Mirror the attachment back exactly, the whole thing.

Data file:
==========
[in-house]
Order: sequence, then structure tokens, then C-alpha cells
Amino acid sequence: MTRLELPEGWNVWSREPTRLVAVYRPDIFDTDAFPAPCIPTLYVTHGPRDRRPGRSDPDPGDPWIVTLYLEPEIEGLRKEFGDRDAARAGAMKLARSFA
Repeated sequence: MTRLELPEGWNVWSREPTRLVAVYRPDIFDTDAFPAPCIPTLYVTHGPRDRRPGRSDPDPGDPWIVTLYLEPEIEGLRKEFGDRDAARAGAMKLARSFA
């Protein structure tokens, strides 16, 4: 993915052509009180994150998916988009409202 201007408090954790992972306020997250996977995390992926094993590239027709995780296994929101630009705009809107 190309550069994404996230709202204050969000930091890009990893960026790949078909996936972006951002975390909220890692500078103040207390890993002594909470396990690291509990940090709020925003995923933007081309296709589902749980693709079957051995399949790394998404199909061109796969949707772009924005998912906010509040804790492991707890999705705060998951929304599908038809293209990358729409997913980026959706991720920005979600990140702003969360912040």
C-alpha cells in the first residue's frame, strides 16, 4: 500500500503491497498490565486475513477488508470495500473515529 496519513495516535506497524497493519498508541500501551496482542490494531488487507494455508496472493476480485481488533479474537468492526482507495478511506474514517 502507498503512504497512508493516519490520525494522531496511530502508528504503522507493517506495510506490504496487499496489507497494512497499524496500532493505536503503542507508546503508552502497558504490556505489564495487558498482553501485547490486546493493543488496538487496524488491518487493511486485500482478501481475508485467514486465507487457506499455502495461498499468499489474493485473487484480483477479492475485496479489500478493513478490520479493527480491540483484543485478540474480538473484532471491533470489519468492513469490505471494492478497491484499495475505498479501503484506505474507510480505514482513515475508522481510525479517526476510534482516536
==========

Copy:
[in-house]
Order: sequence, then structure tokens, then C-alpha cells
Amino acid sequence: MTRLELPEGWNVWSREPTRLVAVYRPDIFDTDAFPAPCIPTLYVTHGPRDRRPGRSDPDPGDPWIVTLYLEPEIEGLRKEFGDRDAARAGAMKLARSFA
Repeated sequence: MTRLELPEGWNVWSREPTRLVAVYRPDIFDTDAFPAPCIPTLYVTHGPRDRRPGRSDPDPGDPWIVTLYLEPEIEGLRKEFGDRDAARAGAMKLARSFA
């Protein structure tokens, strides 16, 4: 993915052509009180994150998916988009409202 201007408090954790992972306020997250996977995390992926094993590239027709995780296994929101630009705009809107 190309550069994404996230709202204050969000930091890009990893960026790949078909996936972006951002975390909220890692500078103040207390890993002594909470396990690291509990940090709020925003995923933007081309296709589902749980693709079957051995399949790394998404199909061109796969949707772009924005998912906010509040804790492991707890999705705060998951929304599908038809293209990358729409997913980026959706991720920005979600990140702003969360912040």
C-alpha cells in the first residue's frame, strides 16, 4: 500500500503491497498490565486475513477488508470495500473515529 496519513495516535506497524497493519498508541500501551496482542490494531488487507494455508496472493476480485481488533479474537468492526482507495478511506474514517 502507498503512504497512508493516519490520525494522531496511530502508528504503522507493517506495510506490504496487499496489507497494512497499524496500532493505536503503542507508546503508552502497558504490556505489564495487558498482553501485547490486546493493543488496538487496524488491518487493511486485500482478501481475508485467514486465507487457506499455502495461498499468499489474493485473487484480483477479492475485496479489500478493513478490520479493527480491540483484543485478540474480538473484532471491533470489519468492513469490505471494492478497491484499495475505498479501503484506505474507510480505514482513515475508522481510525479517526476510534482516536